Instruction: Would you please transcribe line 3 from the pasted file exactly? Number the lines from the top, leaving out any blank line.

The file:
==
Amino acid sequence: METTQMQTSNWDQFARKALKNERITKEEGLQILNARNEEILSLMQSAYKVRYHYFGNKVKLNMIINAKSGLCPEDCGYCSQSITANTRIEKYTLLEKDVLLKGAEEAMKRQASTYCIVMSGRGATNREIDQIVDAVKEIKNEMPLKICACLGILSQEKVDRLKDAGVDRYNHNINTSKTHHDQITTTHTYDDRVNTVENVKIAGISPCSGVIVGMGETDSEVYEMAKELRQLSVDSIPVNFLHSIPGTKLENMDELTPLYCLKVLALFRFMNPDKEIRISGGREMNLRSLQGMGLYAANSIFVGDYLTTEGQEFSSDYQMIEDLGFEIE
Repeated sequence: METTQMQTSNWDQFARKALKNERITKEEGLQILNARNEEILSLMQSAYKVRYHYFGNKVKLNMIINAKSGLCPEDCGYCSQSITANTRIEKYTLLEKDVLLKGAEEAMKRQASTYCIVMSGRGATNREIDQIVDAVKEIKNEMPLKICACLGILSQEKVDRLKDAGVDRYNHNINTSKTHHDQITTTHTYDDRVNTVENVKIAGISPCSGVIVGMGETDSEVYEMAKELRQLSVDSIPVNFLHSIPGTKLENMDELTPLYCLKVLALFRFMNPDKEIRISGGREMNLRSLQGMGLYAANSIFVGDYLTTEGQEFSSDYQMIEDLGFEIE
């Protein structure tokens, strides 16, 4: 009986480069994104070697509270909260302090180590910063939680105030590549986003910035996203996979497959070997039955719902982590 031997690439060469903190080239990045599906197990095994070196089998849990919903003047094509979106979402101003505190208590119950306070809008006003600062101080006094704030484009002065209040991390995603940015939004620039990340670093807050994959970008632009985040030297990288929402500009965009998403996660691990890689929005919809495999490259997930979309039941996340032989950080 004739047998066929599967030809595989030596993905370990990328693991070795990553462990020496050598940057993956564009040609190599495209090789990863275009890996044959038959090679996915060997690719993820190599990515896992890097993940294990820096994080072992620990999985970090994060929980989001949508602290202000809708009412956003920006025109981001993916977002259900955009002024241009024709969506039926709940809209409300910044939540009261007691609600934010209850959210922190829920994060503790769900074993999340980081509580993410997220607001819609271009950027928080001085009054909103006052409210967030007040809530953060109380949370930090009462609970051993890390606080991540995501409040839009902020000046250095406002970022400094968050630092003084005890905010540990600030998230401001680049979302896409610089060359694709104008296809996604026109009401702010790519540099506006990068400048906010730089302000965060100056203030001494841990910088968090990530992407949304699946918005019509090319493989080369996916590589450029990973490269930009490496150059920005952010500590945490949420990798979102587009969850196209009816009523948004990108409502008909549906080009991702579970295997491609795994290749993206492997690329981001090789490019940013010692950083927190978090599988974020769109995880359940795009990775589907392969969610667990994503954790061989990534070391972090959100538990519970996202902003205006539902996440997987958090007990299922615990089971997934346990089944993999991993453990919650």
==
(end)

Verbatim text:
């Protein structure tokens, strides 16, 4: 009986480069994104070697509270909260302090180590910063939680105030590549986003910035996203996979497959070997039955719902982590 031997690439060469903190080239990045599906197990095994070196089998849990919903003047094509979106979402101003505190208590119950306070809008006003600062101080006094704030484009002065209040991390995603940015939004620039990340670093807050994959970008632009985040030297990288929402500009965009998403996660691990890689929005919809495999490259997930979309039941996340032989950080 004739047998066929599967030809595989030596993905370990990328693991070795990553462990020496050598940057993956564009040609190599495209090789990863275009890996044959038959090679996915060997690719993820190599990515896992890097993940294990820096994080072992620990999985970090994060929980989001949508602290202000809708009412956003920006025109981001993916977002259900955009002024241009024709969506039926709940809209409300910044939540009261007691609600934010209850959210922190829920994060503790769900074993999340980081509580993410997220607001819609271009950027928080001085009054909103006052409210967030007040809530953060109380949370930090009462609970051993890390606080991540995501409040839009902020000046250095406002970022400094968050630092003084005890905010540990600030998230401001680049979302896409610089060359694709104008296809996604026109009401702010790519540099506006990068400048906010730089302000965060100056203030001494841990910088968090990530992407949304699946918005019509090319493989080369996916590589450029990973490269930009490496150059920005952010500590945490949420990798979102587009969850196209009816009523948004990108409502008909549906080009991702579970295997491609795994290749993206492997690329981001090789490019940013010692950083927190978090599988974020769109995880359940795009990775589907392969969610667990994503954790061989990534070391972090959100538990519970996202902003205006539902996440997987958090007990299922615990089971997934346990089944993999991993453990919650």